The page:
"No Brad, intense trauma and abuse to the body will not likely increase your chances to live indefinitely; however, if you all would so indulge me I'd like to explain to you how this immortality works." Vigorous nodding and a chorus of "yeses" and "uh huhs" spread among the 150+ student audience. "Okay," Dr. Benitez said, "let's begin." The lecture hall filled with the sound of quick shuffling to grab paper and Apple notebooks. Benitez rolled her eyes and thought, "Now they wanna take notes."

A Description of Dr. Benitez: Who is Rosette?

Dr. Rosette Benitez, a pioneer in the field of Biomedical Engineering, earned her MD/PhD at the incredible age of twenty-four and was hired immediately by the prestigious White-Angley Cancer Institute at Pennsylvania Institute of Technology. Rosette, a first-generation Mexican American, and first-generation college student, was always fascinated by the natural world surrounding her and was the kid at Little League games who got thrown in the outfield because her general interests had more to do with observing insects crawling in the grass rather than any pop-flies descending from the sky. Her parents, both immigrants from Durango, Mexico, settled in the borderlands of Arizona and they had Rosette and her siblings soon thereafter. They instilled in Rosette a strong work ethic and an optimism for achievement (Rivas-Drake & Mooney, 2008, p. 4), and while it was her mother always asking about school and pushing Rosette to complete homework and other school assignments (Yosso, 2006, p. 130), it was her father who would drive the family out to wooded areas for walks to observe exciting aspects of the natural world (Moreno & Valencia, 2002, p. 236; also see Moll, Amanti, Neff, & Gonzalez, 1992).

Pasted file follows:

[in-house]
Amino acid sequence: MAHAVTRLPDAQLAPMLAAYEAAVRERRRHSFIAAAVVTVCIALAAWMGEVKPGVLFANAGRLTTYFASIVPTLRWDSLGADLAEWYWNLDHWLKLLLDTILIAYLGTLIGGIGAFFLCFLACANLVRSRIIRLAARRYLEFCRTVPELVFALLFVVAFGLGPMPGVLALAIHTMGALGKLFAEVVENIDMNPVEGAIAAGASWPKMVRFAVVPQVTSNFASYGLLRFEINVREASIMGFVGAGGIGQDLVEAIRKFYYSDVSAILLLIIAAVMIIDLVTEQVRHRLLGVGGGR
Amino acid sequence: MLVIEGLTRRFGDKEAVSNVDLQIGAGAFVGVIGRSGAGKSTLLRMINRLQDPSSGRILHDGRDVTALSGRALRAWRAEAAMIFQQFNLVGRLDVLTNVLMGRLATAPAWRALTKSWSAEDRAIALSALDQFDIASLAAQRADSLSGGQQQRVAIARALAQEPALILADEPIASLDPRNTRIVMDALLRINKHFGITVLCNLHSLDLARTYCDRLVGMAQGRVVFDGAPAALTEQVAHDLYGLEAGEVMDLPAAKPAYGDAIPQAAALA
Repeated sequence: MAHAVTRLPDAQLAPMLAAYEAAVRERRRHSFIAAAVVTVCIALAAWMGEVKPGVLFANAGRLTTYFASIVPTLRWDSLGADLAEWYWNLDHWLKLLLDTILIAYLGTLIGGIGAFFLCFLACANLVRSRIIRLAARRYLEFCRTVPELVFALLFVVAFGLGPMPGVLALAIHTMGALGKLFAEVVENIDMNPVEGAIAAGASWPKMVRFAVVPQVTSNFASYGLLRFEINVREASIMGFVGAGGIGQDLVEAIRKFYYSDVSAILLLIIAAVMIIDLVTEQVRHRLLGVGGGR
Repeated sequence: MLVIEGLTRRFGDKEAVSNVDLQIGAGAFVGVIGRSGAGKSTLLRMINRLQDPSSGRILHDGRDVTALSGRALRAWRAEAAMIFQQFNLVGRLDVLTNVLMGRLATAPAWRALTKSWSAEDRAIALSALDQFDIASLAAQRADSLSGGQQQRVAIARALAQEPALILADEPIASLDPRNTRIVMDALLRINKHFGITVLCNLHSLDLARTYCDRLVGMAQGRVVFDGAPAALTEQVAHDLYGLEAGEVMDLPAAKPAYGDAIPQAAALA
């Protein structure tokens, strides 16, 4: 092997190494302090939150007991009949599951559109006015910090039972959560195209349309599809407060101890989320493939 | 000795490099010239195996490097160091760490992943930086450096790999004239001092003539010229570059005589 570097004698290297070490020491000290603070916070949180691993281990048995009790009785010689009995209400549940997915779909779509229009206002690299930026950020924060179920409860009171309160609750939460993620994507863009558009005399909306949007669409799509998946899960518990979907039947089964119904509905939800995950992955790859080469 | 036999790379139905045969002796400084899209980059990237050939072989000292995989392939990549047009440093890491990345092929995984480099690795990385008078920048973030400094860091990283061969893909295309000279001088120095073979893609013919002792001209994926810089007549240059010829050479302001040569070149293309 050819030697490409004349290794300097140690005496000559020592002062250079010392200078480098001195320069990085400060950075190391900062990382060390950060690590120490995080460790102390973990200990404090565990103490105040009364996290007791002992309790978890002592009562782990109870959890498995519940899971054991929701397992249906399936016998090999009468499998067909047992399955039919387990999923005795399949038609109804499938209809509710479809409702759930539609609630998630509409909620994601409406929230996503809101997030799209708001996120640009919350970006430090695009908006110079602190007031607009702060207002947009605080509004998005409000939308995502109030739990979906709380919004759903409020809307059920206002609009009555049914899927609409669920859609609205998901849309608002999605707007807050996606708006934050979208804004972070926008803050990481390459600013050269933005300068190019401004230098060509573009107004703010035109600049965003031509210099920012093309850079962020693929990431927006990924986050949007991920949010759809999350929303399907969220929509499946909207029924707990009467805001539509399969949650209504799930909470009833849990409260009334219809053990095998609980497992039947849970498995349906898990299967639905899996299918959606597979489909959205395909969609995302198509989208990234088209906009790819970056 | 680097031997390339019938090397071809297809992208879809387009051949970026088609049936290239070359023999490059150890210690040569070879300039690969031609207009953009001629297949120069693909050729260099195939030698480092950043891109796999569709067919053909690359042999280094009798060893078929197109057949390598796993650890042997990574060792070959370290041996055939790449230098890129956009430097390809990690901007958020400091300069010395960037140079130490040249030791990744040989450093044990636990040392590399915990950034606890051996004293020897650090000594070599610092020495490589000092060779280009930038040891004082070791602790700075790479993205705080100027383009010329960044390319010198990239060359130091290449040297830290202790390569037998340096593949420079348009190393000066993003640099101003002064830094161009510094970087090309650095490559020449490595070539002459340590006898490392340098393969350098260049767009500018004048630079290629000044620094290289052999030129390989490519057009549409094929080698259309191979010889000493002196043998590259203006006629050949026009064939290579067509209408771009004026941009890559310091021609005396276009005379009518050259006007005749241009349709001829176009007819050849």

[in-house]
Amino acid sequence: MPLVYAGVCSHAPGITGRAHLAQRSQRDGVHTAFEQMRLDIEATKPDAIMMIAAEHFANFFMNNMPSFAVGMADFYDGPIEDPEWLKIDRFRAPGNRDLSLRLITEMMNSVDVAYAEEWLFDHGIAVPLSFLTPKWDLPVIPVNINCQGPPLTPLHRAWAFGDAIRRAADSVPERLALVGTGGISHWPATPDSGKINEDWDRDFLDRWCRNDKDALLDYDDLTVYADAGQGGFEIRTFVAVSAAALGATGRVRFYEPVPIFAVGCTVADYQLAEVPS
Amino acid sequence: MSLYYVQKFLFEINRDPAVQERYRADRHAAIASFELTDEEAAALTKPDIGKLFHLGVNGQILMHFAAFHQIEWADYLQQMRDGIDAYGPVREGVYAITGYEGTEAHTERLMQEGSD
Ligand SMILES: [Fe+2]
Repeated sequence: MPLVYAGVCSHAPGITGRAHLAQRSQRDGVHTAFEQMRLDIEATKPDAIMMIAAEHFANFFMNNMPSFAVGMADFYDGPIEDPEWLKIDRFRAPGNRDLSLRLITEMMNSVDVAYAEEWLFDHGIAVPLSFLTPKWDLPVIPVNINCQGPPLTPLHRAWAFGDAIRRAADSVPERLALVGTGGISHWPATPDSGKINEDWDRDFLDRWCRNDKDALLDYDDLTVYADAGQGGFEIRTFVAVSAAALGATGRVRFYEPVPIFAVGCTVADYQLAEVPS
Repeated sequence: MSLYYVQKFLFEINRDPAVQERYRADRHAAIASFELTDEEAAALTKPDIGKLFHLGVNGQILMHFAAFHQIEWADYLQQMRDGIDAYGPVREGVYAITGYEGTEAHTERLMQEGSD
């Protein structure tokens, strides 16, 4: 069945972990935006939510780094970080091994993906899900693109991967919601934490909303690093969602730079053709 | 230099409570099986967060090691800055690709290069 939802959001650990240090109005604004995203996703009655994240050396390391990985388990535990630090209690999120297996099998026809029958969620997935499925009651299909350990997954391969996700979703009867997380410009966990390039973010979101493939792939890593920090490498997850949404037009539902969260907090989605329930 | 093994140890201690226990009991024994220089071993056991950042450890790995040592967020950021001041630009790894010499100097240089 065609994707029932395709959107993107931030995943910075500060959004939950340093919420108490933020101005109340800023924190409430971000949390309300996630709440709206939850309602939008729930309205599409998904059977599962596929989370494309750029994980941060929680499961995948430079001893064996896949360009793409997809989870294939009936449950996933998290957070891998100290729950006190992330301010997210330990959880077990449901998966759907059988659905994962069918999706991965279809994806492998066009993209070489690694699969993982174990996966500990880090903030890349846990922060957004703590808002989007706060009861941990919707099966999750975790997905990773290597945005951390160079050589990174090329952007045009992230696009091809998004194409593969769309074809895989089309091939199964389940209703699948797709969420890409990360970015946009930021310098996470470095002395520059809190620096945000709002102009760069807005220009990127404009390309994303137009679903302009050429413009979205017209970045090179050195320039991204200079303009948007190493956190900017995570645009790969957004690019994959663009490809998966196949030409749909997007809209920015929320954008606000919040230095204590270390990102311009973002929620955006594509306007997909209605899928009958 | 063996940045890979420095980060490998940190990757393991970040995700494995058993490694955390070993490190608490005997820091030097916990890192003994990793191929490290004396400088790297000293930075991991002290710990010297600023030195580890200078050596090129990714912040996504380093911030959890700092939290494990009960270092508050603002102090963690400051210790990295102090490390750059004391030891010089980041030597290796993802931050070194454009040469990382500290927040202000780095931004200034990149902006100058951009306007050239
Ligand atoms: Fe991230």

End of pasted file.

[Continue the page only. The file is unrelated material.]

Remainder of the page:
As a young student Rosette studied vigorously and was accepted on scholarship to a private college-prep high school in a neighboring city forty miles to the north of the border town in which she grew up. Determined as she was to get the best education possible, and supportive as her parents were of this pursuit, Rosette opted to live during school semesters with a host family in the northern city. Growing up in a border town where the population was nearly all Mexican American or Mexican national (U.S. Census Bureau, 2010; Border Counties Coalition, 2006, p. 2), Rosette experienced quite the culture shock when she realized this new city had more white people than she had ever seen in her life, and her host family, white people as well, did not operate (as a cohesive unit and household) like the one she had grown up in (Aylesworth & Ossorio, 1983, p. 49-50). For instance, her host parents had customs that seemed strange to Rosette, such as drinking alcohol three times a day, one drink when arriving home from work, another with dinner, and one more before bed. Rosette had seen adults in her family drink, but usually only on special occasions, not on an everyday basis, and usually beer in cans not scotch in crystal tumblers. Also, her host brother and sister, both close to her in age, had credit cards and cars, and rarely if ever interacted with their parents. In fact, the whole family just sort of orbited around one another never actually touching. The one person who the kids did go to with any problems or sometimes just to chat was their long-time nanny and housekeeper, Consuelo, a nana.[2] Living with Consuelo as the family nana was to Rosette the most familiar yet initially the most uncomfortable aspect of her new life with this host family.  Consuelo, Rosette noted, looked like family and reminded her of home. Her soft voice and accented English sprinkled with a dash here and there of Spanish, a sort of "English con Salsa" (Valdés, 1994, p. 4) made Rosette long for home. And although Rosette was initially uncomfortable with Consuelo doing things for her such as making her bed and doing her laundry (chores Rosette was expected to do at home) she soon became accustomed to her new life that included disposable income, a ride in a cool car to school every day, and someone to clean up after her.